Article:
- GOP hopes taking shutdown off the table with budget deal will pay dividends
- Chinese Death Star: The moon cited as the perfect launch pad for ballistic missiles
- Help wanted: Homeland Security plagued by vacancies at the top
- We are not amused: Queen’s protection officers warned to keep ‘sticky fingers’ off the royal cashews
- Unleash the crossbows: Gov. Scott Walker creates new hunting season
- Bubonic plague kills 20 in Madagascar
- G-20 diplomats fell for hacker attack promising nude photos of former French first lady Carla Bruni
- Minnesota guardsman charged with stealing private soldier data for fake IDs
- Florida appeals court rules universities can’t regulate guns
- Vladimir Putin defends Russian conservative values
Boston museum shows royal family, celebrity photos
BOSTON (AP) - Mario Testino poses for photographs in front of photographs.
Cameras flash as Testino stands, arms crossed, in black jeans, black suit coat and black collared shirt, the top two buttons open. Behind him, model Gisele Bundchen steps out of a car wearing a sparkly, silver dress in a 2007 Vanity Fair photograph.
“I’ve never thought of myself as a beauty as I work with these people,” Testino replies with a laugh.
The celebrity and fashion photographer has himself become a celebrity, specifically requested by Madonna and the British royal family, Vogue and Vanity Fair, Gucci and Burberry. He helped launch the modeling careers of Bundchen and Kate Moss.
In his U.S. debut, two Museum of Fine Arts, Boston exhibits showcase Testino’s three decades of work. The photographer himself selected the pieces in the exhibits, one of celebrity photos and one of the British royal family portraits.
Most of the pictures are familiar, splashed across American and European Vogues, Vanity Fair and the Internet. But this time, they’re 2-, 3- and 8-feet tall.
“This is a contemporary artist who is in the thick of pop culture,” museum curator Anne Havinga said.
Art critics may bash the show, because it’s commercial, colorful and sexy, Rogers said.
Jennifer Lopez as a boxer. Patriots quarterback Tom Brady and a snarling dog. Nude models, celebrities and athletes.
“I like to bring things here that are unexpected … take on new color, really to find excitement and beauty in things taken for granted,” Testino said.
Born in Peru in 1954, Testino fell in love with fashion, from bellbottoms to a lilac terrycloth suit, when accompanying his father on business trips to the United States.
He moved to England in 1976 and took his first photograph of the British royal family in 1981, an impromptu shot of Queen Elizabeth II and Prince Edward in a parade celebrating Prince Charles’s marriage to Lady Diana Spencer. He sat on a mailbox to capture the shot, which features a smiling queen, seeming to look right at the camera.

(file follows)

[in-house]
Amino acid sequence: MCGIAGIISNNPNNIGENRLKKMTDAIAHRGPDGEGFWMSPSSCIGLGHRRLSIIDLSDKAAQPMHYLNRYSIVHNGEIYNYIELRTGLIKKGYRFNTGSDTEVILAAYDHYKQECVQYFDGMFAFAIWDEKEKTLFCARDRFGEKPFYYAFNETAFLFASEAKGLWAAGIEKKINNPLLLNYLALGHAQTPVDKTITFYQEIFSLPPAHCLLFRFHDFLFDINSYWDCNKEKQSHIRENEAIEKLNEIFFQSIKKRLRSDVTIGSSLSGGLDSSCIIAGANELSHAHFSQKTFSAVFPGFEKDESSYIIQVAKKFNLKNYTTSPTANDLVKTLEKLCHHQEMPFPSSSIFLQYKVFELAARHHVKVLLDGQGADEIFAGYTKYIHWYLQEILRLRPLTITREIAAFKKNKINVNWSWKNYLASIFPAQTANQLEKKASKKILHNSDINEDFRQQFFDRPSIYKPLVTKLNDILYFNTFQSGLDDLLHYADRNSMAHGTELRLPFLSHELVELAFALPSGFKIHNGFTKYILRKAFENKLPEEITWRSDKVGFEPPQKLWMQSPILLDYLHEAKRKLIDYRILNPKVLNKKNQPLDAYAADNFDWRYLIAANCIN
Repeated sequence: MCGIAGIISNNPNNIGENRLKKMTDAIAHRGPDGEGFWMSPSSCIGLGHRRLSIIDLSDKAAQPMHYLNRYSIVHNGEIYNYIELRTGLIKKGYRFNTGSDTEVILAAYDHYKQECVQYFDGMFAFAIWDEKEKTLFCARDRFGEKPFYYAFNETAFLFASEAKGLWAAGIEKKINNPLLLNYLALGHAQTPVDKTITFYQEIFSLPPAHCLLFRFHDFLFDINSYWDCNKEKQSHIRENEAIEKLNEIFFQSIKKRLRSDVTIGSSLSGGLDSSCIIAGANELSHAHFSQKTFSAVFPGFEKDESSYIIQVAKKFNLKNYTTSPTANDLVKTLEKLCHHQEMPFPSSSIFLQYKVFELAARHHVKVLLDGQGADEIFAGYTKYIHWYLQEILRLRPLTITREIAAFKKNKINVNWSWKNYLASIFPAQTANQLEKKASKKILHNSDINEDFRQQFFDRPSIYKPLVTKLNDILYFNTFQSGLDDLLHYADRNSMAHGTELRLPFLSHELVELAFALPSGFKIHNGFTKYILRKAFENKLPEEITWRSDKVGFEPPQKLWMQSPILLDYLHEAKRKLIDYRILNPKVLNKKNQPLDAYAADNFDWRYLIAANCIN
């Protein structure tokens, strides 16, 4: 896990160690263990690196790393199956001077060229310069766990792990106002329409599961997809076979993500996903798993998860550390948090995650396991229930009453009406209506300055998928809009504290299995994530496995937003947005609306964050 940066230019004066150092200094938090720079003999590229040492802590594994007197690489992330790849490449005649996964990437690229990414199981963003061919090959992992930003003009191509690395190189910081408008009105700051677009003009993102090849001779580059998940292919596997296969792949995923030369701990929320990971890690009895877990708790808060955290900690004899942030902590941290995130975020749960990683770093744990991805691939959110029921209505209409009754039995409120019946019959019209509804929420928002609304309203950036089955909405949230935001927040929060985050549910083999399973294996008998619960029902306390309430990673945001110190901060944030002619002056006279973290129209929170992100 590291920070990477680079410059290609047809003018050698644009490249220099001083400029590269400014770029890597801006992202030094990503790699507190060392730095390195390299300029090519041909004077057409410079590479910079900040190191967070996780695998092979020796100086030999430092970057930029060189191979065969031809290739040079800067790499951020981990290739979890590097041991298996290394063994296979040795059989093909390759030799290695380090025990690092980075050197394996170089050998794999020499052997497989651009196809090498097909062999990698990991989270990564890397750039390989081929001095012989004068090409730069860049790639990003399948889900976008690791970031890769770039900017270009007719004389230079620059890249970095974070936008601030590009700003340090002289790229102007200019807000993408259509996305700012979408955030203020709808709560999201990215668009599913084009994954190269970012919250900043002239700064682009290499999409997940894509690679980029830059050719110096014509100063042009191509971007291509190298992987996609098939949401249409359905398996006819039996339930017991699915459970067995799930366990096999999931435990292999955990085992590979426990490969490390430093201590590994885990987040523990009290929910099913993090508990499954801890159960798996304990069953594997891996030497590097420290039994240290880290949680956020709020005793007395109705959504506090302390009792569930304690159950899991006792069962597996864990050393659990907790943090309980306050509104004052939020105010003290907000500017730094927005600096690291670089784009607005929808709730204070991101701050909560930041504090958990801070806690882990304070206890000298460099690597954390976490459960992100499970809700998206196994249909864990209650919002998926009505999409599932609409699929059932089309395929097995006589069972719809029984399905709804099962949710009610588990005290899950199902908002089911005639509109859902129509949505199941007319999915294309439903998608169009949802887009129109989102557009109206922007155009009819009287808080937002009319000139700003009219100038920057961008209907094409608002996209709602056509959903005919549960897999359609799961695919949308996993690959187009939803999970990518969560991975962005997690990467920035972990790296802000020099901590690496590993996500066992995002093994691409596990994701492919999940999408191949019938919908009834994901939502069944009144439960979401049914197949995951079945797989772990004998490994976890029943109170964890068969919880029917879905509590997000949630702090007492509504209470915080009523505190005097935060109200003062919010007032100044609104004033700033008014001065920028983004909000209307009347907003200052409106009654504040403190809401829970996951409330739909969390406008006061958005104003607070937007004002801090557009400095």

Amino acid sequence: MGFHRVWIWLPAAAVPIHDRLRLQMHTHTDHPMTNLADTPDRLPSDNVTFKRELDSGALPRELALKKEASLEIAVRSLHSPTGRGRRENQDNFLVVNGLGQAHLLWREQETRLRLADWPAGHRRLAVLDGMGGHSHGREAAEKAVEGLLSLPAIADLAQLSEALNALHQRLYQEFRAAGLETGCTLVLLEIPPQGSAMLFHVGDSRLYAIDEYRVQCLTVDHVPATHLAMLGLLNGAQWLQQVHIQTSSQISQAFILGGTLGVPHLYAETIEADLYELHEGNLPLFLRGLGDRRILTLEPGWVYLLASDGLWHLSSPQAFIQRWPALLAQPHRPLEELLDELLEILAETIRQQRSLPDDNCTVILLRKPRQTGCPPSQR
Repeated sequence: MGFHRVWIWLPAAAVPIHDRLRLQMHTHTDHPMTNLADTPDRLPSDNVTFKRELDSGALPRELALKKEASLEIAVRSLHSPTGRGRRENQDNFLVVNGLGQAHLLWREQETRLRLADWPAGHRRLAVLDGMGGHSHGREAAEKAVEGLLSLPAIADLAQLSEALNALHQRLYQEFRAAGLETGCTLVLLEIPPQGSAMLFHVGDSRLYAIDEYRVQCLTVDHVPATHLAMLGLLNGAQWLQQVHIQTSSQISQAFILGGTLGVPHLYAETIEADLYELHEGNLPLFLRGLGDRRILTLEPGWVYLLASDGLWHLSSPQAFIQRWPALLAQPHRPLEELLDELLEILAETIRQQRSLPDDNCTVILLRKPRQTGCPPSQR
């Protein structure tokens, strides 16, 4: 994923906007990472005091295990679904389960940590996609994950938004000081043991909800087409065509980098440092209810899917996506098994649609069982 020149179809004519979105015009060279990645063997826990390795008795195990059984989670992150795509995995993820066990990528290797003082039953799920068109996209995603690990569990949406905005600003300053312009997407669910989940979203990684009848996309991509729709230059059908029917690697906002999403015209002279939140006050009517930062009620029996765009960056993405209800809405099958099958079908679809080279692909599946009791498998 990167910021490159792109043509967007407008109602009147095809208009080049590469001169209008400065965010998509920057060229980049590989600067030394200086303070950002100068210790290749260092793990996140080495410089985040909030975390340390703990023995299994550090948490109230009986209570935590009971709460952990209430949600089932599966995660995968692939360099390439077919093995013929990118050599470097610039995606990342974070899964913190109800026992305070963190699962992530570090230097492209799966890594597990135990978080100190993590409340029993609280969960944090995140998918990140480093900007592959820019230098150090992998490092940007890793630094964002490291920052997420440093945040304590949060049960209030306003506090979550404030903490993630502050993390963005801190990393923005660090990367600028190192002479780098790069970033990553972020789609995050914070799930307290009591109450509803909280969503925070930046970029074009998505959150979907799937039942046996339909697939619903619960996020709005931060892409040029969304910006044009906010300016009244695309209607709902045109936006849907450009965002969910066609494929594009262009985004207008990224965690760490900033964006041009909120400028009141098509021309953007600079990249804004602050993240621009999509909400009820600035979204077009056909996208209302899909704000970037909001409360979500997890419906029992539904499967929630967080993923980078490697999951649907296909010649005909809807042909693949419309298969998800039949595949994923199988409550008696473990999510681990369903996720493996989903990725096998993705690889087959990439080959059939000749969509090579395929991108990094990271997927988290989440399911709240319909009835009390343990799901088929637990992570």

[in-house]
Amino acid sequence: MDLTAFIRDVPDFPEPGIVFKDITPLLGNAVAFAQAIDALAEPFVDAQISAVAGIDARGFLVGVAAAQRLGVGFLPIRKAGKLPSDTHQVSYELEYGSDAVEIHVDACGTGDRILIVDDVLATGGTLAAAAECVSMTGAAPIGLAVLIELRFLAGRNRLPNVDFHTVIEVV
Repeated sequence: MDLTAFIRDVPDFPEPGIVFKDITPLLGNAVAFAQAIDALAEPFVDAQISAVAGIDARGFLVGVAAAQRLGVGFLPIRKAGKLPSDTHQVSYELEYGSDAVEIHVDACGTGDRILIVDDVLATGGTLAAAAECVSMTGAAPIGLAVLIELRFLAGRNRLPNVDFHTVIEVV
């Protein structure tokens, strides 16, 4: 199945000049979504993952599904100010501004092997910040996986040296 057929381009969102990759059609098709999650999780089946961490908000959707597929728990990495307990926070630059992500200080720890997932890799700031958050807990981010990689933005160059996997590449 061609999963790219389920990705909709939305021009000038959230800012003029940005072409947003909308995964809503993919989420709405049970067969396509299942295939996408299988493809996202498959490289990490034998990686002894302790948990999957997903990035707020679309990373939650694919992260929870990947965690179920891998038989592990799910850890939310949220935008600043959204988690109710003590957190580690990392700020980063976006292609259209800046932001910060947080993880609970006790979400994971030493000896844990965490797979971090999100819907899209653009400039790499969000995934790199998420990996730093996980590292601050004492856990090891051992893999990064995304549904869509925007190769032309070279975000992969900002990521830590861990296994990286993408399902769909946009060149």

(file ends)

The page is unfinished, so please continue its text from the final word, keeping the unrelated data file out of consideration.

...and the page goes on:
More than a decade later, Testino went on to photograph the royal family in depth, often capturing them relaxed and informal in official portraits. He made the Vanity Fair photographs of Princess Diana smiling and lounging on a white couch months before her death, as well as the official 21st birthday shots of Princes William and Harry, and Prince William and Kate Middleton’s engagement photos.
Despite his success, he said he still has insecurities when he’s working.
By Mangosuthu Buthelezi
Memories of a long brotherhood tempered in common struggle
- Obama's Afghanistan experts stumped on U.S. death toll, war costs during hearing
- NAPOLITANO: A conspiracy so vast
- Inside China: Ukraine gets nuke umbrella
- House votes for bargain to end budget drama
- Chinese man fed up with his girlfriend's shopping jumps to his death
- Comma on!: Twitter erupts over Obama-Castro 'marriage'
- 80 people publicly executed across North Korea for films, Bibles
- U.S. pilot scares off Iranians with 'Top Gun'-worthy stunt: 'You really ought to go home'
- Somber duty: U.S. presidents in hot demand at Mandela's memorial
- MALCOLM/REIMER: Over-criminalization undermines respect for legal system
Independent voices from the The Washington Times Communities
Consummate traveler Todd DeFeo explores the unique stories that make destinations worth going to.
Covering the world of soccer, including the World Cup, Major League Soccer, D.C. United and the English Premier League and other interesting sporting events.
Born in 1930 in rural Missouri, Charles Vandegriffe, Sr., brings his time and place to the Communities.
Columns from Voices around the World talking about the events, people, politics and social issues that concern us wherever, and whoever, we are.
Extraordinary day at Redskins Park
White House pets gone wild!
Let it snow